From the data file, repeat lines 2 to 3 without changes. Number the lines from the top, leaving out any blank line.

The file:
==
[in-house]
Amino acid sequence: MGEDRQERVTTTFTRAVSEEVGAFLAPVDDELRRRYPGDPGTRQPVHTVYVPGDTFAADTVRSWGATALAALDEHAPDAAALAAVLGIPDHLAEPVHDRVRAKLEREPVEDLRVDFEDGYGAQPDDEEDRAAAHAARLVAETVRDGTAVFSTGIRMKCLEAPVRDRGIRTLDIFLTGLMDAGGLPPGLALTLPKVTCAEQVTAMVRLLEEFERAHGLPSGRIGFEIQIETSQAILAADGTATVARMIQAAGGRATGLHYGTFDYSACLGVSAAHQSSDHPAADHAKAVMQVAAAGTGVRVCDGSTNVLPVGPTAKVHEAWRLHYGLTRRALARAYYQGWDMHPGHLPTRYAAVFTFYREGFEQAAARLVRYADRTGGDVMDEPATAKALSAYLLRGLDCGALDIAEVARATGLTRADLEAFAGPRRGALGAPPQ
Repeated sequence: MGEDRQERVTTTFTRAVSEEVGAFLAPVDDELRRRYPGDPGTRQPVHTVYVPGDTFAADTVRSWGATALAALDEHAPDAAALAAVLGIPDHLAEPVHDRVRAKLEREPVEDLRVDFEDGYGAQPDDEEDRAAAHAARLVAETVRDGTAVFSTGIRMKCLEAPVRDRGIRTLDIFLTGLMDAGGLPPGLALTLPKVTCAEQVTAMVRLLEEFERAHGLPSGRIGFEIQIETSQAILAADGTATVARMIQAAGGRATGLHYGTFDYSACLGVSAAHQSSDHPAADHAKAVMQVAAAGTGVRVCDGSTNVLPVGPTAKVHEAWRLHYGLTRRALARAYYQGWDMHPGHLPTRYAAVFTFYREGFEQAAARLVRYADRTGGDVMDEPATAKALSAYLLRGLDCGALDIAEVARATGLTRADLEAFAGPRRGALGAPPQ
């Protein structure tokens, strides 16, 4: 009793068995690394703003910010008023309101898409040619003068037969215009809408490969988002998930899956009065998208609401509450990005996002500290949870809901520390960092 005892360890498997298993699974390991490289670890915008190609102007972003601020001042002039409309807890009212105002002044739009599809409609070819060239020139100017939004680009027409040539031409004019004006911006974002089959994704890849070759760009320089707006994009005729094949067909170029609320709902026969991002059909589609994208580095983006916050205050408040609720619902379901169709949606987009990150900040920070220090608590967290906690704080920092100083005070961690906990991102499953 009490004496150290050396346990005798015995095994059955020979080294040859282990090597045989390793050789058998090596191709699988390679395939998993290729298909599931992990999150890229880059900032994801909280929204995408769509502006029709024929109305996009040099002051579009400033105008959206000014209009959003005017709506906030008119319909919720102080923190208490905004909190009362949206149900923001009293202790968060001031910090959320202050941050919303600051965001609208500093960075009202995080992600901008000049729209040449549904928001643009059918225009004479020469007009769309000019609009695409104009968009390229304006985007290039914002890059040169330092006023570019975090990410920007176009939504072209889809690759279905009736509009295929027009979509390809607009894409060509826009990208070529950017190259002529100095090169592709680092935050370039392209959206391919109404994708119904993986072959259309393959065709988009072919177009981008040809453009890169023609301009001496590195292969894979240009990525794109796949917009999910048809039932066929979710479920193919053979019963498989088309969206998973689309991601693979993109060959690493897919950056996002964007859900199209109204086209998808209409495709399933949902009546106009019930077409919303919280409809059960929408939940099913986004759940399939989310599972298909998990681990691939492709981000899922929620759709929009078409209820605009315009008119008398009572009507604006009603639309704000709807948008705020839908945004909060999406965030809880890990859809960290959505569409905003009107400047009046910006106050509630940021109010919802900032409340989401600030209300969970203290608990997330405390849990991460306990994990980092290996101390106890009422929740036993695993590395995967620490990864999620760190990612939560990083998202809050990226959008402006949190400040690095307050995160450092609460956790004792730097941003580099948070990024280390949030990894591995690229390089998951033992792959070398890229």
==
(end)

Amino acid sequence: MGEDRQERVTTTFTRAVSEEVGAFLAPVDDELRRRYPGDPGTRQPVHTVYVPGDTFAADTVRSWGATALAALDEHAPDAAALAAVLGIPDHLAEPVHDRVRAKLEREPVEDLRVDFEDGYGAQPDDEEDRAAAHAARLVAETVRDGTAVFSTGIRMKCLEAPVRDRGIRTLDIFLTGLMDAGGLPPGLALTLPKVTCAEQVTAMVRLLEEFERAHGLPSGRIGFEIQIETSQAILAADGTATVARMIQAAGGRATGLHYGTFDYSACLGVSAAHQSSDHPAADHAKAVMQVAAAGTGVRVCDGSTNVLPVGPTAKVHEAWRLHYGLTRRALARAYYQGWDMHPGHLPTRYAAVFTFYREGFEQAAARLVRYADRTGGDVMDEPATAKALSAYLLRGLDCGALDIAEVARATGLTRADLEAFAGPRRGALGAPPQ
Repeated sequence: MGEDRQERVTTTFTRAVSEEVGAFLAPVDDELRRRYPGDPGTRQPVHTVYVPGDTFAADTVRSWGATALAALDEHAPDAAALAAVLGIPDHLAEPVHDRVRAKLEREPVEDLRVDFEDGYGAQPDDEEDRAAAHAARLVAETVRDGTAVFSTGIRMKCLEAPVRDRGIRTLDIFLTGLMDAGGLPPGLALTLPKVTCAEQVTAMVRLLEEFERAHGLPSGRIGFEIQIETSQAILAADGTATVARMIQAAGGRATGLHYGTFDYSACLGVSAAHQSSDHPAADHAKAVMQVAAAGTGVRVCDGSTNVLPVGPTAKVHEAWRLHYGLTRRALARAYYQGWDMHPGHLPTRYAAVFTFYREGFEQAAARLVRYADRTGGDVMDEPATAKALSAYLLRGLDCGALDIAEVARATGLTRADLEAFAGPRRGALGAPPQ